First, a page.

A week or two later I was back and a staff member at the store told me they'd found half a dozen more boxes that weren't out yet and that no one had gone through them from the store or otherwise and dutifully hauled them out and placed them in the corner.  I found a nice U.S. copy of the Dream Police "Living Is Easy" in  mint condition and there amongst the Shelia E 45's and Heino E.P.'s was the stuff that legends are made of...with it's center missing was Columbia DB7686 aka "On The Horizon"/"Crawdaddy Simone" by The Syndicats.  It was in VG++ condition, in a tattered green and white U.K. Columbia stock sleeve with a few stickers on the label.  It was $15!!  I was broke.  I no longer had a credit card and it was Thursday and my ATM was tapped (I got paid the next day).  I stashed it back where I'd found it and went out to a payphone and began calling my pals in the area.  Shaggy wasn't home, Kevin either.  I panicked.  I took the chance of asking the clerk who brought them out if he could hold a record for me and he hemmed and hawed and eventually said no that it wouldn't be fair or some bullshit.  I contemplated shoplifting it, surely the fine and shame and minor criminal record would be worth it right?  No.  So I stuck it in a Shelia E 45 sleeve and put it in another box and wrote down it's location on a scrap of paper in my wallet.  I went back the next day when I got paid and was there when they opened the store. It was gone.  I suspect my asking the clerk to hold it sent some signals and perhaps I was watched and they too sussed what I'd hid.  Maybe some Shelia E fan entered right after I left and stumbled upon it, I'll never know. The Dream Police 45 was still there though.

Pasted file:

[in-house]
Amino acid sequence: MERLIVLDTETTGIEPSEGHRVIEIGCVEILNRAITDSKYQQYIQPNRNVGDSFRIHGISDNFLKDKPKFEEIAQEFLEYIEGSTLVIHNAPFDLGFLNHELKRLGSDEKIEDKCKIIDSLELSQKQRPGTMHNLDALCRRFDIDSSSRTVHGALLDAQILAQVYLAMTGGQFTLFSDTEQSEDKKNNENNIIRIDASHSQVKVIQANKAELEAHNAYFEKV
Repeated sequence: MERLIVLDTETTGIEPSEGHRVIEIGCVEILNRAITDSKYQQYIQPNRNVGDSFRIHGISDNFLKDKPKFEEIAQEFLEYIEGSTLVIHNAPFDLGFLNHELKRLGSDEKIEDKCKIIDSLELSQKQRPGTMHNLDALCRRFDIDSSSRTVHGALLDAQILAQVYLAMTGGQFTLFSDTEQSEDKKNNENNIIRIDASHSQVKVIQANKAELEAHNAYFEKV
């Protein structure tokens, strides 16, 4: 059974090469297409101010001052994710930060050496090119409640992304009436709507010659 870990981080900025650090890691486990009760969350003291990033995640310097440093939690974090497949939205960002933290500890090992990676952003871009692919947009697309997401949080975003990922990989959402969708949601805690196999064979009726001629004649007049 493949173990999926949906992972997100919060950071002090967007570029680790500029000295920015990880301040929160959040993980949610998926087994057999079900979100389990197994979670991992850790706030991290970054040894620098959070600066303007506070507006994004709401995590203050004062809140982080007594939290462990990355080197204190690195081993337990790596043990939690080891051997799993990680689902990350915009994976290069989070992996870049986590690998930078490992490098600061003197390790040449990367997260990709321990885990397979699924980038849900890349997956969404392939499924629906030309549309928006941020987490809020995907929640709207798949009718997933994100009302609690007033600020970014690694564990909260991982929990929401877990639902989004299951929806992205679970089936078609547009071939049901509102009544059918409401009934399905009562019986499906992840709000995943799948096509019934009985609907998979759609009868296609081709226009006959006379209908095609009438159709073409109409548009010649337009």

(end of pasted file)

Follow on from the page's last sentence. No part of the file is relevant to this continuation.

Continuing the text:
Photo courtesy of

Wednesday, October 5, 2011

The Dame On Deram

DAVID BOWIE-The Laughing Gnome/The Gospel According To Tony Day U.K. Deram DM 123 1967

It's well known that one record that haunts Mr. David Bowie: this campy April 1967 single by him which was reissued at the height of the Ziggy era (1973) and much to the surprise and chagrin of all concerned, charted reaching a respectable #6! In 1990 when Bowie's audience were able to "phone in" votes for their favorite Bowie tracks to be performed N.M.E. attempted to encourage readers to vote for "The Laughing Gnome" so that Bowie would add it to the repertoire. Their effort failed.

It's really not as awful as everyone slags it off to be, certainly it's the least favorite of all of the 60's Bowie tracks pre-"Space Oddity" tracks in my book but hey whatever.  The inane sped up chipmunk voices (gnomes in this case) are a bit much and the lines are pretty corny: "Why don't you get your hair cut you look like a Rolling Gnome" "Yeh I went to the London School of Eco-gnomics"..... but the instrumental backing is amusing (woodwinds and tinkling piano and some nice murky bass, a formula utilized on his debut LP two months later).  The B-side is where it's at in my books.  I'd long sworn Bowie sang "Waste of f*ckin' time , take a look at my life and you'll see, have a quick butcher's" at the tracks fadeout, but a commenter at this excellent Bowie blog: